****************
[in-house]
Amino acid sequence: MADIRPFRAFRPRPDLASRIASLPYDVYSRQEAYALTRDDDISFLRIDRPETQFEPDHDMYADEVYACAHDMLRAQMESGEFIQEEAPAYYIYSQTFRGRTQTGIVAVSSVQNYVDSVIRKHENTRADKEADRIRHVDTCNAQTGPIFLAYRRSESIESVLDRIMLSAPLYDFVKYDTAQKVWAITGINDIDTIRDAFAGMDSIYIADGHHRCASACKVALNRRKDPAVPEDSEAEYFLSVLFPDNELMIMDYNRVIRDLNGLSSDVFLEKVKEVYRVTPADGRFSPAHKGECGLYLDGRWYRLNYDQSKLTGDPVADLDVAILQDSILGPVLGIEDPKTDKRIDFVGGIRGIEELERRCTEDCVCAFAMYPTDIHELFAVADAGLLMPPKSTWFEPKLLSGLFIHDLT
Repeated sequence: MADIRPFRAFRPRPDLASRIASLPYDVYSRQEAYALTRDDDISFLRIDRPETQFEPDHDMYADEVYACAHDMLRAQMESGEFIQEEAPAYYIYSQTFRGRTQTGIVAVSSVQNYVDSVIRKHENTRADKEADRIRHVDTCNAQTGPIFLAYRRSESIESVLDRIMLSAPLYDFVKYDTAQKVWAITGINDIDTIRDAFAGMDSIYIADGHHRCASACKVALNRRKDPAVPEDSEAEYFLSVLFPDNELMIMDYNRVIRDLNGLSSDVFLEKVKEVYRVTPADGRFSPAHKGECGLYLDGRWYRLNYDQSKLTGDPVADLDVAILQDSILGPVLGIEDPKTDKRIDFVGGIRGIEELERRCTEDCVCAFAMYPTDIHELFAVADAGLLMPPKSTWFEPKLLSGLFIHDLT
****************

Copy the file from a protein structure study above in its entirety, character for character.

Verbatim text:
[in-house]
Amino acid sequence: MADIRPFRAFRPRPDLASRIASLPYDVYSRQEAYALTRDDDISFLRIDRPETQFEPDHDMYADEVYACAHDMLRAQMESGEFIQEEAPAYYIYSQTFRGRTQTGIVAVSSVQNYVDSVIRKHENTRADKEADRIRHVDTCNAQTGPIFLAYRRSESIESVLDRIMLSAPLYDFVKYDTAQKVWAITGINDIDTIRDAFAGMDSIYIADGHHRCASACKVALNRRKDPAVPEDSEAEYFLSVLFPDNELMIMDYNRVIRDLNGLSSDVFLEKVKEVYRVTPADGRFSPAHKGECGLYLDGRWYRLNYDQSKLTGDPVADLDVAILQDSILGPVLGIEDPKTDKRIDFVGGIRGIEELERRCTEDCVCAFAMYPTDIHELFAVADAGLLMPPKSTWFEPKLLSGLFIHDLT
Repeated sequence: MADIRPFRAFRPRPDLASRIASLPYDVYSRQEAYALTRDDDISFLRIDRPETQFEPDHDMYADEVYACAHDMLRAQMESGEFIQEEAPAYYIYSQTFRGRTQTGIVAVSSVQNYVDSVIRKHENTRADKEADRIRHVDTCNAQTGPIFLAYRRSESIESVLDRIMLSAPLYDFVKYDTAQKVWAITGINDIDTIRDAFAGMDSIYIADGHHRCASACKVALNRRKDPAVPEDSEAEYFLSVLFPDNELMIMDYNRVIRDLNGLSSDVFLEKVKEVYRVTPADGRFSPAHKGECGLYLDGRWYRLNYDQSKLTGDPVADLDVAILQDSILGPVLGIEDPKTDKRIDFVGGIRGIEELERRCTEDCVCAFAMYPTDIHELFAVADAGLLMPPKSTWFEPKLLSGLFIHDLT